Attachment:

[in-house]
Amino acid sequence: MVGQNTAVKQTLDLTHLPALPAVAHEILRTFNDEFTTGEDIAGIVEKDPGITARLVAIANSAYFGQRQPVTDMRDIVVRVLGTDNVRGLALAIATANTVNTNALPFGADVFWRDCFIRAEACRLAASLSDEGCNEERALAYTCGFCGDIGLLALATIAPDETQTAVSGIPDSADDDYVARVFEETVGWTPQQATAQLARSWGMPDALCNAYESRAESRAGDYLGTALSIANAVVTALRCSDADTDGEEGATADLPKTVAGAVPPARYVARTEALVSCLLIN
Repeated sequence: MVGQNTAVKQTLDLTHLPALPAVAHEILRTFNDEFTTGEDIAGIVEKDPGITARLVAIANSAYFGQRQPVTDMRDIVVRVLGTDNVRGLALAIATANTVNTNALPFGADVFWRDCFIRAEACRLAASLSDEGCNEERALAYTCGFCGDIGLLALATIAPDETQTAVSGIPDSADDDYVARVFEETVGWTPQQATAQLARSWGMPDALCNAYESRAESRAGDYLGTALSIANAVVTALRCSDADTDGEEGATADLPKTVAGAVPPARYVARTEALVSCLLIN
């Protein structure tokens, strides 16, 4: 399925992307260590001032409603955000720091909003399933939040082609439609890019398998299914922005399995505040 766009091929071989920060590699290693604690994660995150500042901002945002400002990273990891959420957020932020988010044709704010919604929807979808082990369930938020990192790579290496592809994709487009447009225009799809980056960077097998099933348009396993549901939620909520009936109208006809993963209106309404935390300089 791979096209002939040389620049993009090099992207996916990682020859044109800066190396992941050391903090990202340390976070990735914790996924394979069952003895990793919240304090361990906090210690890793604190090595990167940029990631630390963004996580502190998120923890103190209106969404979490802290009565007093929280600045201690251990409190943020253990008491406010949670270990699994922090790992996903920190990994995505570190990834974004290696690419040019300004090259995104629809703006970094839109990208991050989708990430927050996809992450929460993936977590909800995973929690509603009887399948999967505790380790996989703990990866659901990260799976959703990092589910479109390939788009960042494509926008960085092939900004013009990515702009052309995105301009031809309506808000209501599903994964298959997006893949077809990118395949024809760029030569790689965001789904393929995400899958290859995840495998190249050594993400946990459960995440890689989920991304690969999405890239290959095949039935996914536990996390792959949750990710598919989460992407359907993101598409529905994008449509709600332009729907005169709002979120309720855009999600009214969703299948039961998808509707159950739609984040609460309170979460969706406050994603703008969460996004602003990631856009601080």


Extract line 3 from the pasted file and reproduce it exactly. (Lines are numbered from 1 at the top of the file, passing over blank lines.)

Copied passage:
Repeated sequence: MVGQNTAVKQTLDLTHLPALPAVAHEILRTFNDEFTTGEDIAGIVEKDPGITARLVAIANSAYFGQRQPVTDMRDIVVRVLGTDNVRGLALAIATANTVNTNALPFGADVFWRDCFIRAEACRLAASLSDEGCNEERALAYTCGFCGDIGLLALATIAPDETQTAVSGIPDSADDDYVARVFEETVGWTPQQATAQLARSWGMPDALCNAYESRAESRAGDYLGTALSIANAVVTALRCSDADTDGEEGATADLPKTVAGAVPPARYVARTEALVSCLLIN